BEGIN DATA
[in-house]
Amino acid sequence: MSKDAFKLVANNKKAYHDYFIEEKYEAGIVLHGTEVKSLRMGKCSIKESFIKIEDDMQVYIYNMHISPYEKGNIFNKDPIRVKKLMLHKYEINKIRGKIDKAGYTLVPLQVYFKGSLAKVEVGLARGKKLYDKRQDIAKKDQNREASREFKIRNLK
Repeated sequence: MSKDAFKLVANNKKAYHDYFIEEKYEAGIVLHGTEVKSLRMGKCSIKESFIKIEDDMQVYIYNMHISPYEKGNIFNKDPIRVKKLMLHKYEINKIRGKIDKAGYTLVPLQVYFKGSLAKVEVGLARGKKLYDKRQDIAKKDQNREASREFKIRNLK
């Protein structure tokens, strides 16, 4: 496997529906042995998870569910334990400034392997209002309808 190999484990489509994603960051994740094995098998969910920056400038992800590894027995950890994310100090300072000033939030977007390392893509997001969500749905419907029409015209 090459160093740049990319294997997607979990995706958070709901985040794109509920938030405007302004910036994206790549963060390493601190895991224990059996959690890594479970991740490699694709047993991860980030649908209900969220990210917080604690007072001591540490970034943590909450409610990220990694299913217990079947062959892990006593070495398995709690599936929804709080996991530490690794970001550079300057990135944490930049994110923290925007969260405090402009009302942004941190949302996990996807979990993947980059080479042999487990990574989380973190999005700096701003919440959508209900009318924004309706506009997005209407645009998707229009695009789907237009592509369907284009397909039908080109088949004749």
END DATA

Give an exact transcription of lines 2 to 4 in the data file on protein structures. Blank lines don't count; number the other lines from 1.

Amino acid sequence: MSKDAFKLVANNKKAYHDYFIEEKYEAGIVLHGTEVKSLRMGKCSIKESFIKIEDDMQVYIYNMHISPYEKGNIFNKDPIRVKKLMLHKYEINKIRGKIDKAGYTLVPLQVYFKGSLAKVEVGLARGKKLYDKRQDIAKKDQNREASREFKIRNLK
Repeated sequence: MSKDAFKLVANNKKAYHDYFIEEKYEAGIVLHGTEVKSLRMGKCSIKESFIKIEDDMQVYIYNMHISPYEKGNIFNKDPIRVKKLMLHKYEINKIRGKIDKAGYTLVPLQVYFKGSLAKVEVGLARGKKLYDKRQDIAKKDQNREASREFKIRNLK
């Protein structure tokens, strides 16, 4: 496997529906042995998870569910334990400034392997209002309808 190999484990489509994603960051994740094995098998969910920056400038992800590894027995950890994310100090300072000033939030977007390392893509997001969500749905419907029409015209 090459160093740049990319294997997607979990995706958070709901985040794109509920938030405007302004910036994206790549963060390493601190895991224990059996959690890594479970991740490699694709047993991860980030649908209900969220990210917080604690007072001591540490970034943590909450409610990220990694299913217990079947062959892990006593070495398995709690599936929804709080996991530490690794970001550079300057990135944490930049994110923290925007969260405090402009009302942004941190949302996990996807979990993947980059080479042999487990990574989380973190999005700096701003919440959508209900009318924004309706506009997005209407645009998707229009695009789907237009592509369907284009397909039908080109088949004749």